To Do
This skill is under development and a number of items are left to be completed...
- Create custom paths based on pre-programmed paths when navigating between waypoints
- Automatically navigate obstacle avoidance

#63   — Edited
Did you try yours today?

here is a pic:
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as you can see nothing on the screen
#65   — Edited
Ezang has no NMS level #3 group #2 sensor. Some form of positioning sensor is required and documented in the manuals.

an NMS level #3 group #2 sensor provides positioning or pose information. An example sensor would be an iRobot movement panel, t265 intel realsense, or wheel encoders, etc.. Check the NMS page for more info. 

here’s a screenshot from the manual for The Navigator
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#67   — Edited
Does that sensor work at level 3 group 1 or level 3 group 2?

what does the manual say for that sensor? Also, in the NMS diagram, check out where that sensor sits in the group list...
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#68   — Edited
I am using the ultrasonic sensor  - 3 wire -  - ez robot

and a

ultrasonic sensor  4 wire  - look like lever 3

on an IoTiny

strange, this all worked when you first did this
The Navigator with NMS would never have worked for anyone, including myself, without a Level #3 Group #2 location/pose input. 

You require an NMS Level #3 Group #2 input, here's the image again - which can be seen in the NMS manual as well.

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#70   — Edited
Level #3 - Sensor Groups
Skills you require are sensors that feed data into the messaging system that maps are made from. The Navigation Messaging System collects data by supporting two sensor input groups...

Supported skills are...
Ultrasonic Distance

take a look
strange, today it shows:

level 3  - ultrasonic sensor is showing today:

Navigation Messaging System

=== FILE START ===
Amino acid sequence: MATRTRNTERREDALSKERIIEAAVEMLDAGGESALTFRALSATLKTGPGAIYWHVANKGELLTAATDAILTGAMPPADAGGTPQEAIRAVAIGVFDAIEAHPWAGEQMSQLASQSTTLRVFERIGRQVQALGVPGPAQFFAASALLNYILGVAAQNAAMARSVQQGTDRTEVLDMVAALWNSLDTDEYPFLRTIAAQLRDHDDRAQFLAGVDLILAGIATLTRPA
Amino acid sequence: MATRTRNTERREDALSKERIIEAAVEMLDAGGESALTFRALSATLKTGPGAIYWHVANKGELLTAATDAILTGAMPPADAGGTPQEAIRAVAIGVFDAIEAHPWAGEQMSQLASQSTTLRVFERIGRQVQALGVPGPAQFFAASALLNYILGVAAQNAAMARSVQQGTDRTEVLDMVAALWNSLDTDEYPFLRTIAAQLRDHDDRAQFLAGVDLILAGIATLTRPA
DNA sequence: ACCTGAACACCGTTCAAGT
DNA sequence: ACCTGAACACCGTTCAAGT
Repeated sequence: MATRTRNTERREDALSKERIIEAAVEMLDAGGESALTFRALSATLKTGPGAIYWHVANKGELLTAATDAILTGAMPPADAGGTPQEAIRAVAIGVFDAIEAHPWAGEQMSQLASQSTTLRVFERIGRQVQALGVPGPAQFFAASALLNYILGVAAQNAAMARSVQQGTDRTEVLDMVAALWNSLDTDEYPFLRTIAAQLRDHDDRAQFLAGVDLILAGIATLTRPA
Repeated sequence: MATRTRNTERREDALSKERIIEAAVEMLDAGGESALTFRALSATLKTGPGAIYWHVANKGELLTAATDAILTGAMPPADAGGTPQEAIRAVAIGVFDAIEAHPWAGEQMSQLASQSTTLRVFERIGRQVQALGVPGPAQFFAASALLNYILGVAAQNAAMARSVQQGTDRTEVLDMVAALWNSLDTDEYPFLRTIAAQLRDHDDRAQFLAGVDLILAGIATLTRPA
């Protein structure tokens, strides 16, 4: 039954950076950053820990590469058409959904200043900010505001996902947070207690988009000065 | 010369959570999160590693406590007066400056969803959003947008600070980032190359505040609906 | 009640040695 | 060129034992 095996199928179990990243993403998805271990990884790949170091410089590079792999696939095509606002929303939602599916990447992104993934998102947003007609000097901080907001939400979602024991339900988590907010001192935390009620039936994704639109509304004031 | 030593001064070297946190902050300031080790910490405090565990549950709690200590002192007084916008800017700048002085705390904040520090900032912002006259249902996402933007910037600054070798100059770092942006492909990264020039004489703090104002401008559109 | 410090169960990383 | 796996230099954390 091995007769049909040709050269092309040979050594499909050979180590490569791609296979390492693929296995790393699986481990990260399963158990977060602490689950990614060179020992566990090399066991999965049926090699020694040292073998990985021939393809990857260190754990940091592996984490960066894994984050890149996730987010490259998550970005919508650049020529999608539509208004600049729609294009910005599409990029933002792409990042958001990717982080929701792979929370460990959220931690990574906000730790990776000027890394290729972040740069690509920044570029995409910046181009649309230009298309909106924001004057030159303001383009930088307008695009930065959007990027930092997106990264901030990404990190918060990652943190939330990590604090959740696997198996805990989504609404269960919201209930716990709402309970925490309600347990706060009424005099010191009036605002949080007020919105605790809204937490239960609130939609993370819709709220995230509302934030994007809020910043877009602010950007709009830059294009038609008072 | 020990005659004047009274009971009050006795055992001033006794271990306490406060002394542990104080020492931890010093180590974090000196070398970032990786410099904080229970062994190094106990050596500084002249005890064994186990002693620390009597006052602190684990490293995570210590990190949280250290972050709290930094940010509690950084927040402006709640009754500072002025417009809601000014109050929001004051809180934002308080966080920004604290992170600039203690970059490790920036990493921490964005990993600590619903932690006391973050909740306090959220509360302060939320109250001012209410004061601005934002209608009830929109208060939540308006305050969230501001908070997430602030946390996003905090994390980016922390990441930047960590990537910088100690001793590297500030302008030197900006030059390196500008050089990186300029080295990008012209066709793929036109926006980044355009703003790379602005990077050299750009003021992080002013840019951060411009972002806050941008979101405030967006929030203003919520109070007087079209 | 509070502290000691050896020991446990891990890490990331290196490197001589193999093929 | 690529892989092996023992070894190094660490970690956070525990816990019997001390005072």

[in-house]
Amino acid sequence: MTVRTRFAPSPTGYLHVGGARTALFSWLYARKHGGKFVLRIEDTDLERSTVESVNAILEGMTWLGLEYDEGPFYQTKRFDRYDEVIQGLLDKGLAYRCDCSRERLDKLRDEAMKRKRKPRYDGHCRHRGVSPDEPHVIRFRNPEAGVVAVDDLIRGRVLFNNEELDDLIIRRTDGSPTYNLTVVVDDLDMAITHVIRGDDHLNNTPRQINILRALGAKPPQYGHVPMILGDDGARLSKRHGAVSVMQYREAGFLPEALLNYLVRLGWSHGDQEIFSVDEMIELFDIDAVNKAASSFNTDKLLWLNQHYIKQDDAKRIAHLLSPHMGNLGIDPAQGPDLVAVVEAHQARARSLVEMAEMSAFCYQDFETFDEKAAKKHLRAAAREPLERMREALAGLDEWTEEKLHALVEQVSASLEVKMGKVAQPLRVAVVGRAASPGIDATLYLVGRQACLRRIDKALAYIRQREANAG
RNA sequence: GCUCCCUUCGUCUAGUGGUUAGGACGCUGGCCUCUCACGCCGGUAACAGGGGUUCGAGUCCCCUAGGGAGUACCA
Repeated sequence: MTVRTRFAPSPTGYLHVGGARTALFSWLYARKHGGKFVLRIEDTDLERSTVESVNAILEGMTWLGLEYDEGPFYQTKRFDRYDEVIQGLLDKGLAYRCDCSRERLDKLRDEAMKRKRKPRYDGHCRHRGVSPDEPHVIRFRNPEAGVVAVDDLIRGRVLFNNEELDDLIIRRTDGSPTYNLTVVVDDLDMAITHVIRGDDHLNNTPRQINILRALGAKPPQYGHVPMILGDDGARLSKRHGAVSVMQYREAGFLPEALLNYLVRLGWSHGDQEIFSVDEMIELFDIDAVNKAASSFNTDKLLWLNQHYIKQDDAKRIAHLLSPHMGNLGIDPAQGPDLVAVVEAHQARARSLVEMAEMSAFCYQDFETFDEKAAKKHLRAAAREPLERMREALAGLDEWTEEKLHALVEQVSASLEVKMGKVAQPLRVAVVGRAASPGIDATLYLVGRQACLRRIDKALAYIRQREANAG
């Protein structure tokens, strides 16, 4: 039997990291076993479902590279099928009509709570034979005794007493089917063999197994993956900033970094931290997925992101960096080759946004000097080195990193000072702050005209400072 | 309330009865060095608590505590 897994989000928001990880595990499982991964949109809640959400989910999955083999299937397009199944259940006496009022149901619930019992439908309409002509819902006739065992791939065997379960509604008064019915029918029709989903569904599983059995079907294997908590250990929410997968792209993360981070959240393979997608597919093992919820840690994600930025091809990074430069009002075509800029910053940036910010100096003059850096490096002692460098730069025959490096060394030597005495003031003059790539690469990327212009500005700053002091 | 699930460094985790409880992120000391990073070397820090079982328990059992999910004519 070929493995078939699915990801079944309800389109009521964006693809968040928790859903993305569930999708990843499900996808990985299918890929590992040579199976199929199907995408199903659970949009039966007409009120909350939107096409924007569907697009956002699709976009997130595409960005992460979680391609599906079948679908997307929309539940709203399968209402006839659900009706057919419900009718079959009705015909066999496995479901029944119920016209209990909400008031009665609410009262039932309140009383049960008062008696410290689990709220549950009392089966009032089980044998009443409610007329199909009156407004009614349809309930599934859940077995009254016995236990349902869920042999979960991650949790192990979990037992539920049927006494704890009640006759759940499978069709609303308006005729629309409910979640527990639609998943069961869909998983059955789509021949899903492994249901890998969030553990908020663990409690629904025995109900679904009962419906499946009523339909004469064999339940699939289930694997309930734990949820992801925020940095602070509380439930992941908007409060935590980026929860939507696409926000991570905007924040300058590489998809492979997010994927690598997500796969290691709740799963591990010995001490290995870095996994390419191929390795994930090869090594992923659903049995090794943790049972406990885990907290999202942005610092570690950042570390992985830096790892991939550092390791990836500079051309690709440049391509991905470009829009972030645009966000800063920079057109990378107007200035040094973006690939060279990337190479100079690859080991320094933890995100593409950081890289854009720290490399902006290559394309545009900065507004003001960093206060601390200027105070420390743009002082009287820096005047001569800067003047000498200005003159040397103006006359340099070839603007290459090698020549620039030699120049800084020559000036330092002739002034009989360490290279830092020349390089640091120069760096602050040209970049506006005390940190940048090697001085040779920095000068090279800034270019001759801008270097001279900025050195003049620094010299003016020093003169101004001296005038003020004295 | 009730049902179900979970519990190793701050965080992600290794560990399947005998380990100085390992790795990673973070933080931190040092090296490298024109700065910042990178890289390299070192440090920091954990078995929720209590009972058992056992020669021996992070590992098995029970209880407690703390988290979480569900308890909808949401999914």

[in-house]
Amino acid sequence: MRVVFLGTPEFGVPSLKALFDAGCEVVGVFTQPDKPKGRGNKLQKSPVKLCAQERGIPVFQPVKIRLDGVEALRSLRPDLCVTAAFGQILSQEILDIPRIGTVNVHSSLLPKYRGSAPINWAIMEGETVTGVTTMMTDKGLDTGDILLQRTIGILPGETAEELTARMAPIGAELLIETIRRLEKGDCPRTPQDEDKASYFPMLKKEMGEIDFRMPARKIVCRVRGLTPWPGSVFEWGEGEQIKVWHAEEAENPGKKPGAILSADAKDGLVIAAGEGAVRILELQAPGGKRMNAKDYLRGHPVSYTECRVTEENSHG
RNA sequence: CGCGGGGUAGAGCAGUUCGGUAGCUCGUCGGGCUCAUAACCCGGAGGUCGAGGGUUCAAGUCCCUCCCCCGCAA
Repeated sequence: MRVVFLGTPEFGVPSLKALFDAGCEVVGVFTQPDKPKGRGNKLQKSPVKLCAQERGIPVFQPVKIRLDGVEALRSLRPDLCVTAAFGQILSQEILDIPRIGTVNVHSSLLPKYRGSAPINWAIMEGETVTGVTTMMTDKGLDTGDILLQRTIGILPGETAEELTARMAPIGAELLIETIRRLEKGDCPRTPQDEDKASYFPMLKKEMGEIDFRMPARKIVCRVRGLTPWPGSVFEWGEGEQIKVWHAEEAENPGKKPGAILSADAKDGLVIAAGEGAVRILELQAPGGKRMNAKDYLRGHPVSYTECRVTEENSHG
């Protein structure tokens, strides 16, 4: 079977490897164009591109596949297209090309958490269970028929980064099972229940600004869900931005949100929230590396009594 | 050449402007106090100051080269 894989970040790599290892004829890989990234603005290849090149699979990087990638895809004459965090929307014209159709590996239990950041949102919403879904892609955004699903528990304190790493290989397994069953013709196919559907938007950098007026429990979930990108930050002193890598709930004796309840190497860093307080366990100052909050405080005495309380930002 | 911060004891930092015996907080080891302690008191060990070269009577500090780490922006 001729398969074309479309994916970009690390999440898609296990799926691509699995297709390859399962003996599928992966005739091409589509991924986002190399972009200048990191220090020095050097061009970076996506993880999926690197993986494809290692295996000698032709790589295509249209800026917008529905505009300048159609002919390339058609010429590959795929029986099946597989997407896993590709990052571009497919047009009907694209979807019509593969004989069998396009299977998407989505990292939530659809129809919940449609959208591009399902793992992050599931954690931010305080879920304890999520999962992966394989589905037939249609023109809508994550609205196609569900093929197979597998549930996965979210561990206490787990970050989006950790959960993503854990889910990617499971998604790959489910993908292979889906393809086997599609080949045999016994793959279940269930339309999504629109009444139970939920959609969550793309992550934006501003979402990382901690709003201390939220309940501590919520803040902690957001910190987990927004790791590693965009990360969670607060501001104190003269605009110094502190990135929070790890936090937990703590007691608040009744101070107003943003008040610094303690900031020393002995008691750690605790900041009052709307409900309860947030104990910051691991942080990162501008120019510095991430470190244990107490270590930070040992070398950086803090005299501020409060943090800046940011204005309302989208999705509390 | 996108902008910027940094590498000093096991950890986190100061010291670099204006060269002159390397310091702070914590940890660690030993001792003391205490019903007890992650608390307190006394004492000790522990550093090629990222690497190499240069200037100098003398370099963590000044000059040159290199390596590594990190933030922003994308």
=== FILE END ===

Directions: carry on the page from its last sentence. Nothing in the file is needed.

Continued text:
send ping results to NMS

however I still don't see the the red on the screen like you with the ultrasonic sensors
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I will watch video again, thanks
#71   — Edited
You need an encoder or a T265. How could the Navigator know the position of your robot without them?
Level 3 group 2 sensors!
#72   — Edited
ok I understand thanks

I almost bought the camera 69.00
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Added variables for nearest and furthest degree and distance.

Question about the TODO items:
- Automatically navigate obstacle avoidance
- Load and save maps

Do you have an estimated timeframe for the first one?  My experience now that I have my Lidar working (mostly) is that the Navigator is not looking a the direction of movement and the direction of near obstacle, so if it passes close to a wall but nothing is obstructing the direction of travel, it is still pausing.  If you are a week or two away from building in the functionality, I will wait.  If it is further down your list, or you don't know, I can write some scripts to handle the situation, but they will be pretty complex since I'll want to compare distances to each side in a range of degrees to determine which way to turn before attempting to continue.

For the second item, I just wanted to say I am glad you are planning it.  For now, my plan is to just save different versions of hte project for different maps (or really, starting points) but as I make changes in projects, that could become a real hassle.  Would rather just pull up the map for a particular starting point in the same project.

I don’t have a time frame. But you can just disable the pausing feature in the navigator.


I don’t have a time frame. But you can just disable the pausing feature in the navigator.
Well yeah, but if I do that, then it runs into the walls going straight:)

I'll start with some scripts and see how fancy I can get using the navigator variables available.  (I seriously need to learn Javascript though.  I think it would be way less complex to script this in Javascript than EZ-Script).

#78   — Edited

- allow specifying a limit to the number of degrees that will trigger the NMS pause event.
- nearest & furthest variables are only set when there is scan data (no longer displaying strange numbers)
- a performance improvement that lowered 3% cpu usage on my test computer

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Awesome, thanks for the update.

I can't test tonight, but I will try it out tomorrow.
#80   — Edited
- Updated object renderer

- Performance improvement

- Saves map with project


- Saves map with project
Also YES!!!!
- new option for enabling/disabling map building. If unchecked, the map will stay static and not be updated

- new option in config for how many trajectory points to remember (Avoid clutter of UI)